There have been countless studies done and articles written on the best ways to find happiness, and be fulfilled. Across almost all the essays and tests one tried and true constant finding has been gratitude. (Like this one by Harvard Medical School)

Gratitude is the quickest most sure-fire way to allow for and create the experience of happiness in one’s life.

Recently I watched a movie where grace was being shared by a family after they had endured some very hard circumstances. In watching them come together as a family to show gratitude for having survived something shifted for me in regards to the idea of grace.

You see I could actually get that for the first time that it’s not about some religious ritual, but in fact a way to carve out a moment in time to express gratitude for what is in my life.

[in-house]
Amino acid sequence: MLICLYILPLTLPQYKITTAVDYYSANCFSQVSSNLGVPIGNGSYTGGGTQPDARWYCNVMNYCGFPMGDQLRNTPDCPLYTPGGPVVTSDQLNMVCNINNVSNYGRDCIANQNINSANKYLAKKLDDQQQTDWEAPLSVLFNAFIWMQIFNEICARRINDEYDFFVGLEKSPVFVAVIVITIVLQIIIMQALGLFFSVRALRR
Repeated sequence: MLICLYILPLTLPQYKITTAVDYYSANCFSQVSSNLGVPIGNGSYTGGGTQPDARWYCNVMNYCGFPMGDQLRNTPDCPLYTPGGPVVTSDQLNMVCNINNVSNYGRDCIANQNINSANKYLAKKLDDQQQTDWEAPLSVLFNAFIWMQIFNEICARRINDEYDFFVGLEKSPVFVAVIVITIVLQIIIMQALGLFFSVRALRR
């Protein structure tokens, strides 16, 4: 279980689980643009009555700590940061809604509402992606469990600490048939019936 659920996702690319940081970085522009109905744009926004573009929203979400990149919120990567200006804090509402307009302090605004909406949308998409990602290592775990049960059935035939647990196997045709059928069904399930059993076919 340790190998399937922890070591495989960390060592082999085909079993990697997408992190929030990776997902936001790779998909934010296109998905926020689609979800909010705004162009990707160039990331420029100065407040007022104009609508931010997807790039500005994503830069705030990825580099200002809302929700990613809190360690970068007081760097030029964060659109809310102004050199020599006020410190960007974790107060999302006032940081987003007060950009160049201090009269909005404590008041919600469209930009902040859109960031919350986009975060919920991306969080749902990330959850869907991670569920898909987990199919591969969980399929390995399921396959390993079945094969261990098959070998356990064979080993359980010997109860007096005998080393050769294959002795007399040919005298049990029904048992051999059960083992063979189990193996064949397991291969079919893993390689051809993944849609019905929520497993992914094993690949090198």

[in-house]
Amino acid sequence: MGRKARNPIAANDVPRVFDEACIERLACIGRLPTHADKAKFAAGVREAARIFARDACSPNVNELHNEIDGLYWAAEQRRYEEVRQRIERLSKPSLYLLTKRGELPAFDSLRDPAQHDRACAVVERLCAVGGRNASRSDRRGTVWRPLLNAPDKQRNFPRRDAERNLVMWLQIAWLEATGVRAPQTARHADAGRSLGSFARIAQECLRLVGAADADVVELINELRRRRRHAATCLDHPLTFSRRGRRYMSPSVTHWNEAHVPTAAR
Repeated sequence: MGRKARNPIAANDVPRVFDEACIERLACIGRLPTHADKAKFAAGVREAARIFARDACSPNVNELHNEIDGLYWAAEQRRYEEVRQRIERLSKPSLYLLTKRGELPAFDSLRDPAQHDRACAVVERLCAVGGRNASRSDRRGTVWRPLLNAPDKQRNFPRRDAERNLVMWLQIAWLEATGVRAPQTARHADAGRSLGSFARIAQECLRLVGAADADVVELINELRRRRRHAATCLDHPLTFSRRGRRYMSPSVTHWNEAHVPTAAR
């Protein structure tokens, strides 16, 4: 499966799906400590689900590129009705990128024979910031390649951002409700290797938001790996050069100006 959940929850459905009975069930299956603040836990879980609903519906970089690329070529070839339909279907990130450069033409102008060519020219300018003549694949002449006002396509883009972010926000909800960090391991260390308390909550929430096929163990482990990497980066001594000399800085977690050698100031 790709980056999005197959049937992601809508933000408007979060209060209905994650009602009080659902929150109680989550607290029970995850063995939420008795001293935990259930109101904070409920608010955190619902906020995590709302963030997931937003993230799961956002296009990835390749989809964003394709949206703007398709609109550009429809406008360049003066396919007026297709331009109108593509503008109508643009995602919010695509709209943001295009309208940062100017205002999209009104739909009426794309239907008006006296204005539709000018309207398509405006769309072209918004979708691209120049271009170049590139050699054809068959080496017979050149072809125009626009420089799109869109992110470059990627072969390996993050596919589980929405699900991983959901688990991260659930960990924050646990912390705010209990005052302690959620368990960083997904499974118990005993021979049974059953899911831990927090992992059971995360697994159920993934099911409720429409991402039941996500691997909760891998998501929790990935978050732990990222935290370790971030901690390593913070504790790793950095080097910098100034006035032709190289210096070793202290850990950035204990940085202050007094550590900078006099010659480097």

So I talked it over with my wife and we started to practice making gratitude a regular part of our meals.

With both of us considering our selves spiritual without being religious we created a sort of ‘Godless-grace’ where we made sure to have our practice be one of presence and appreciation rather than of any religion. We decided to call it Grace-full Gratitude.

I’ve been practicing this off and on now for about 2 weeks, and it has been tough at first to not feel the familiar monotony when we first started, many times when we first began it felt forced and too religious but after the last few weeks we have found a way to do it that works for us there are some really neat things that I have already noticed:

The first thing is that I’ve slowed down my eating. My meals take longer to eat. Now, that might not seem like a big deal but for me I’ve struggled with that for a long time. In fact, my wife has said in the past that the speed in which I eat makes her anxious and now being able to slow down has had a great effect on my relationship not only with my wife but with my food.